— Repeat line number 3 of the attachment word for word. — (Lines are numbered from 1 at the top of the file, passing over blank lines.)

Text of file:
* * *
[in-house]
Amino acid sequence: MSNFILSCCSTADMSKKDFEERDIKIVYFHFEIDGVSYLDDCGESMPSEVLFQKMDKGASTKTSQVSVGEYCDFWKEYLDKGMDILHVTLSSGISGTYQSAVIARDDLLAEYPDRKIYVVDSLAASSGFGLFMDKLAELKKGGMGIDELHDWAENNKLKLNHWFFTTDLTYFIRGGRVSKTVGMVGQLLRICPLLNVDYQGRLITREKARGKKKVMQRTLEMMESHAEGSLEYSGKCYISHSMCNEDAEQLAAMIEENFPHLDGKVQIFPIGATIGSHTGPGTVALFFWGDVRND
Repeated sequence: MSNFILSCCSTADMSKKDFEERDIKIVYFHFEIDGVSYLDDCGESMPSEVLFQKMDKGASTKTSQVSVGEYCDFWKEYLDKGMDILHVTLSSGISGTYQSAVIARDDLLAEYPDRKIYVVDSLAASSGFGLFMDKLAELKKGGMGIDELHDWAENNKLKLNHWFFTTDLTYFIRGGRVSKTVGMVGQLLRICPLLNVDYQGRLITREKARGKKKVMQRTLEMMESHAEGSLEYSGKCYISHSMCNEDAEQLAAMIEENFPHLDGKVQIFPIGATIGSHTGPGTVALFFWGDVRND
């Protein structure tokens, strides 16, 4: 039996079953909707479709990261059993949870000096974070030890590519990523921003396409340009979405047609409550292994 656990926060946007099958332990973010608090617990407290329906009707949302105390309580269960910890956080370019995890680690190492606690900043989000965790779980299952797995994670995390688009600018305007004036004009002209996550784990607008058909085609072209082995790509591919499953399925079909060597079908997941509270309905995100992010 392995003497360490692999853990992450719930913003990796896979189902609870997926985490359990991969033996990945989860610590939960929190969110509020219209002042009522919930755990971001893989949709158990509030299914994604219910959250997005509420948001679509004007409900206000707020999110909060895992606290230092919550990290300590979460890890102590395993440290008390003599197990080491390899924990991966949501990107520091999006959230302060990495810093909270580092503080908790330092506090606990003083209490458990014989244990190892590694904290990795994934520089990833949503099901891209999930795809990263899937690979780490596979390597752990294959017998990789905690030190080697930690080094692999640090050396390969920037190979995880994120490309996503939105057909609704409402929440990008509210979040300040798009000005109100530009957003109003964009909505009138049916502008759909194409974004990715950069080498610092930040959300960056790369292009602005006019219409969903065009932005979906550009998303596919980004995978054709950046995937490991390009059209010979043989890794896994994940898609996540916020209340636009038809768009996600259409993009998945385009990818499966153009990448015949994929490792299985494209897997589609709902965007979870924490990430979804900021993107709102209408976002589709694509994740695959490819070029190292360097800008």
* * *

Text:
Repeated sequence: MSNFILSCCSTADMSKKDFEERDIKIVYFHFEIDGVSYLDDCGESMPSEVLFQKMDKGASTKTSQVSVGEYCDFWKEYLDKGMDILHVTLSSGISGTYQSAVIARDDLLAEYPDRKIYVVDSLAASSGFGLFMDKLAELKKGGMGIDELHDWAENNKLKLNHWFFTTDLTYFIRGGRVSKTVGMVGQLLRICPLLNVDYQGRLITREKARGKKKVMQRTLEMMESHAEGSLEYSGKCYISHSMCNEDAEQLAAMIEENFPHLDGKVQIFPIGATIGSHTGPGTVALFFWGDVRND